Nowadays, we can anticipate where and when a tropical cyclone will hit land thanks to precision forecasts enabled by powerful computers and high-tech observational tools. But long ago, the most powerful storms in the world struck coastal dwellers by surprise. How did we learn to predict these tempests? Forecast: Tropical Cyclone, a new movie developed for Science On a Sphere (SOS)® by the American Museum of Natural History, chronicles the history and science of tropical cyclone prediction.
Forecast: Tropical Cyclone takes sphere-watchers on a journey through time and technology, beginning with early storm observations from Caribbean shores and the decks of schooners through the modern age of computer modeling. Along the way, dynamic narration, visualized data, and animation explain how people came to observe and understand the patterns of hurricanes, typhoons, and cyclones–collectively known as tropical cyclones. The movie also reveals the inner workings of these storms and deconstructs how computer models work to predict them.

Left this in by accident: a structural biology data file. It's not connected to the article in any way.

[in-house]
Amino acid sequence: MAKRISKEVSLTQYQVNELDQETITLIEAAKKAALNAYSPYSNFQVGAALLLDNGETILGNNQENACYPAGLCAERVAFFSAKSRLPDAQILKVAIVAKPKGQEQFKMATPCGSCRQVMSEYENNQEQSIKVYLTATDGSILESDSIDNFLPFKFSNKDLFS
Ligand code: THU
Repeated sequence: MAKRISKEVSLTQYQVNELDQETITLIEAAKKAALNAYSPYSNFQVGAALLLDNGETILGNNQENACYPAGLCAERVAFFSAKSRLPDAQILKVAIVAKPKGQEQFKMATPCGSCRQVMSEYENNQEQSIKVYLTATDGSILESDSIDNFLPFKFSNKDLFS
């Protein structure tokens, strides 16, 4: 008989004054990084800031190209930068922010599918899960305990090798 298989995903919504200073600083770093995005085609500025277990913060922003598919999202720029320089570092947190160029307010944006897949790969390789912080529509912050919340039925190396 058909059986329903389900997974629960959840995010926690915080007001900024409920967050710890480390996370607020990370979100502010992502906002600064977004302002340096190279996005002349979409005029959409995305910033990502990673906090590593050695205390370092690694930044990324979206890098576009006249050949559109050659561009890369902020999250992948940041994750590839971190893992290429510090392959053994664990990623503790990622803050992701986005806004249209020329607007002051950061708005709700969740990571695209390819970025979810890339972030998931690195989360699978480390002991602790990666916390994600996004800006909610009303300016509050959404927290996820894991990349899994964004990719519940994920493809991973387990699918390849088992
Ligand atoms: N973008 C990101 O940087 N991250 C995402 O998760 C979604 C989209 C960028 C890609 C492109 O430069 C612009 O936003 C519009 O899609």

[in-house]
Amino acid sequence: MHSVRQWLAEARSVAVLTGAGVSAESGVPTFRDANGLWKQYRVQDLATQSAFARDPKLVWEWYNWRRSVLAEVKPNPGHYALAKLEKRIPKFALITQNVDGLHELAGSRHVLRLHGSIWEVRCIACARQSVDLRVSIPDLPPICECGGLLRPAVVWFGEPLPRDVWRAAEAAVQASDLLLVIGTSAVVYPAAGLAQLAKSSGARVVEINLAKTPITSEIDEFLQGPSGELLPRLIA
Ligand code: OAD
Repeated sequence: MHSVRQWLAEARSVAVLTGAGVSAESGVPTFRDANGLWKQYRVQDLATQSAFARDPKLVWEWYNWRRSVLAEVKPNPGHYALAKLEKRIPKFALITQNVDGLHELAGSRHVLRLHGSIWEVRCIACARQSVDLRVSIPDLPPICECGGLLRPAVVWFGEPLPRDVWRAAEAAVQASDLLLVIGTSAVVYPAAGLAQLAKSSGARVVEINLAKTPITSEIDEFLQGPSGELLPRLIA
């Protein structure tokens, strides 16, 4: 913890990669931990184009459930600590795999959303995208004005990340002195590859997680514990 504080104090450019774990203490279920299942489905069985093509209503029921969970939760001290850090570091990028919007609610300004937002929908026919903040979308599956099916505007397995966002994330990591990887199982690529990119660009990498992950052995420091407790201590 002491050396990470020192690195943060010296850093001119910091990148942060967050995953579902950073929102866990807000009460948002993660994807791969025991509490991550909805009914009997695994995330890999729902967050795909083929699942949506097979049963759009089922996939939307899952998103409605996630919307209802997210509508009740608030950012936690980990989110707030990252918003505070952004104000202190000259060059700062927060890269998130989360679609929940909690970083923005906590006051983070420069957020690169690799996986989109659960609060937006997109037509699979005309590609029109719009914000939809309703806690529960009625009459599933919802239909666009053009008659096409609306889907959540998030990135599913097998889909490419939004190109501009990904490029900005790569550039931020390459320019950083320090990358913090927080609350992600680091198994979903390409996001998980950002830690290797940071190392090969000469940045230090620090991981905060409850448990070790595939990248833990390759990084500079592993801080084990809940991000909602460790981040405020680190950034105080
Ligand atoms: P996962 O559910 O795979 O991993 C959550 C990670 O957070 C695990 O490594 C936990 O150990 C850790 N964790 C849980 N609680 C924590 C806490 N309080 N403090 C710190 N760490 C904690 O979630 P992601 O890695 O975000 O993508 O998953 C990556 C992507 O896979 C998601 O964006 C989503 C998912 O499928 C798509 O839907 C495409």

Forecast: Tropical Cyclone was produced by the American Museum of Natural History (AMNH) in New York City as part of the SOS Ocean-Atmosphere Partnership, a collaboration between AMNH, the Science Museum of Minnesota, the Maryland Science Center, and NOAA's Geophysical Fluid Dynamics Laboratory. The movie is 8 minutes, 19 seconds long. Visit The Flow: Currents and Climate to download a second movie produced for the SOS Ocean-Atmosphere Partnership by the Science Museum of Minnesota.
To support the movie, AMNH has also prepared a description of datasets depicted as well as useful resources on tropical cyclones and computer modeling. Additionally, the Maryland Science Center has developed two live SOS shows
for docents to engage audiences with the content of Forecast: Tropical
Cyclone. The shows employ props and additional imagery and datasets. You
will find the scripts and related resources at the following links: